Data/database virtualization seems to be a hot subject right now, and vendors of a broad variety of different technologies are all claiming to be in the space. A terminological mess has ensued, as Monash’s First and Third Laws of Commercial Semantics are borne out in spades.
If something is like “virtualization”, then it should resemble hypervisors such as VMware. To me:
- The core feature of a hypervisor is that it allows many somethings to run and coexist where ordinarily only one something would come into play. Here the “many somethings” are virtual machines and what’s going on inside them, and the “one something” is the ordinary operating system/hardware computing stack.
- A core feature of original VMware was that the “many somethings” could be quite different — for example, the operating environments of numerous different hardware systems you wanted to decommission, or of new systems that you didn’t want to buy quite yet.
- Important features of hypervisors include:
- The ability to have multiple virtual machines run side by side at once, safely.
- Flexible and powerful workload management if the virtual machines do contend for resources.
- Easy management.
- The negative feature of having sufficiently low overhead.
Anything that claims to be “like virtualization” should be viewed in that light. I.e., it isn’t real virtualization unless it has the ex uno plures* feature.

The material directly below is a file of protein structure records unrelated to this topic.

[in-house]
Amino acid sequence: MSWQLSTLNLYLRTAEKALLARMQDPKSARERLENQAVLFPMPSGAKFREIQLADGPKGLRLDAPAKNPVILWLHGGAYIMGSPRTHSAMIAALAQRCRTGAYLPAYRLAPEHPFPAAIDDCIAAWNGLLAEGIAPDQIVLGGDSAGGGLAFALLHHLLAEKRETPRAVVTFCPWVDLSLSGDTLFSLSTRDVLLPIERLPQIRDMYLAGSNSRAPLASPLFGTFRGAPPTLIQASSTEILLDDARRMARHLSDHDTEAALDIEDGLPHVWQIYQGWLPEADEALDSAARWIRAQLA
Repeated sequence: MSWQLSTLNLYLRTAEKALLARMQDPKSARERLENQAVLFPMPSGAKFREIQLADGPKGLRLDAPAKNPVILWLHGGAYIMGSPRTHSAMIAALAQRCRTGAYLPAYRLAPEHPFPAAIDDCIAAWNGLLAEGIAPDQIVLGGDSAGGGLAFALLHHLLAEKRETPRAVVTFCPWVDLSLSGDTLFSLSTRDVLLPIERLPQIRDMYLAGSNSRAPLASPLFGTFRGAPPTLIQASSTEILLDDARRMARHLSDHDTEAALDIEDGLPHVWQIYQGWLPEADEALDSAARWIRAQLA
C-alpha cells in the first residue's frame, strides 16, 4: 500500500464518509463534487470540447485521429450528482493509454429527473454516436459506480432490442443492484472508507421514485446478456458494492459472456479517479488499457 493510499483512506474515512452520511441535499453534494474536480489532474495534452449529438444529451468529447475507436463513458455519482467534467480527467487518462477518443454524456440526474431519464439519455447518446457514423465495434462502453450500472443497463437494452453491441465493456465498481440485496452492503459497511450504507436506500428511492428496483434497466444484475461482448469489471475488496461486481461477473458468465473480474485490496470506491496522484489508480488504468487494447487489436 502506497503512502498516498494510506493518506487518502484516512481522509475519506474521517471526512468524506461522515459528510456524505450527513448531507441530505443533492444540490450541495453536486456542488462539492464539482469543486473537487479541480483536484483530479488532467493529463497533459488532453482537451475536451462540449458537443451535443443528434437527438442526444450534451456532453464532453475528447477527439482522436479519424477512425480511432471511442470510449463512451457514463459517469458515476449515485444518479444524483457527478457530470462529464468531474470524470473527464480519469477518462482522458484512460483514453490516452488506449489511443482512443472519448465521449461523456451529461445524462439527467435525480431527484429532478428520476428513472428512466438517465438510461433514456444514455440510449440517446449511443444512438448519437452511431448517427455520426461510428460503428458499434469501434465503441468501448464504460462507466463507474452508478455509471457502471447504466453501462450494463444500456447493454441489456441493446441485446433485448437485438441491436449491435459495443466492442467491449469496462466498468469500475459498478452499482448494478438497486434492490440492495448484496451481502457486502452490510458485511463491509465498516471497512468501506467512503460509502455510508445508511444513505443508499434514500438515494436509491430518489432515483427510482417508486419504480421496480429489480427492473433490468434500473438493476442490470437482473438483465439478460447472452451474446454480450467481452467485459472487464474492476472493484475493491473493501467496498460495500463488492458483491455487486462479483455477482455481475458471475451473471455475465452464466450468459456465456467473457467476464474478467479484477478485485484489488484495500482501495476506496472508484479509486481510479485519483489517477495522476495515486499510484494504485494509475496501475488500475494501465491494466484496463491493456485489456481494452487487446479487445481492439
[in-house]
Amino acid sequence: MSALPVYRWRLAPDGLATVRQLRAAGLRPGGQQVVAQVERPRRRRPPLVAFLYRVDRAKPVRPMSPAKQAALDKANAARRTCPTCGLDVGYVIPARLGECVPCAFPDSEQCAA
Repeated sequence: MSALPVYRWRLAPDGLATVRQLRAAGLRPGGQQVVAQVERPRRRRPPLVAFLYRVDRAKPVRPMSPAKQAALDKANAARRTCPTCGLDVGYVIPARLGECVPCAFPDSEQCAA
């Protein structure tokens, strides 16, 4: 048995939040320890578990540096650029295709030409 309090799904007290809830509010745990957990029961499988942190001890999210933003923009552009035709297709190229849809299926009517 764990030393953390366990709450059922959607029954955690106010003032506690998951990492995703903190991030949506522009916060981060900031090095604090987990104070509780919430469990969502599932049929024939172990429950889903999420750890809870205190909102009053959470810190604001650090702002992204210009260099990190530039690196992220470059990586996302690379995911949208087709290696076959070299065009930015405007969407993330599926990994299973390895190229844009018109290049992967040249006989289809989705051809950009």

*”Out of one, many”. It turns out that e unum pluribus just means the same as e pluribus unum, namely “Out of many, one”; word order isn’t as important in Latin as in English.
Most commonly, “data/database virtualization” is used to denote some kind of transparent data federation.
- Forrester Research, in a recent Forrester Wave, conflates that with “Information as a Service”.
- Informatica’s data virtualization marketing page gives one vendor’s view as to which capabilities could be involved.
- Logical data warehouse would seem to be a related concept.
I think “virtualization” is a bad name for this, because there isn’t much ex uno plures going on. But at least it’s a name that’s in widespread use.
More solid is the sense of “database virtualization” used by Delphix. Their core idea is to take all your different database copies for product, test, development, archiving and so on, and to the extent possible turn them into one real database, plus a bunch of diffs. Cost savings are obvious if that works. The ex uno plures feature is present.
Recently, I’ve noticed that transparent sharding is being referred to as database virtualization, especially by ParElastic. Transparent sharding is a great feature, but I don’t think calling it “database virtualization” makes much sense.
I noted back in October that the essence of multitenancy is a special-case version of ex uno plures. If somebody offered that and wanted to call it “virtualization”, I might not argue too much.
Weirdest of all is ScaleDB’s use of the term. ScaleDB seems to be claiming that:
- Any interesting database topology should be called “database virtualization”.
- The highest and best form of database virtualization is a clustered, shared-everything DBMS approach such as Oracle RAC.
Neither logic nor language support ScaleDB’s side.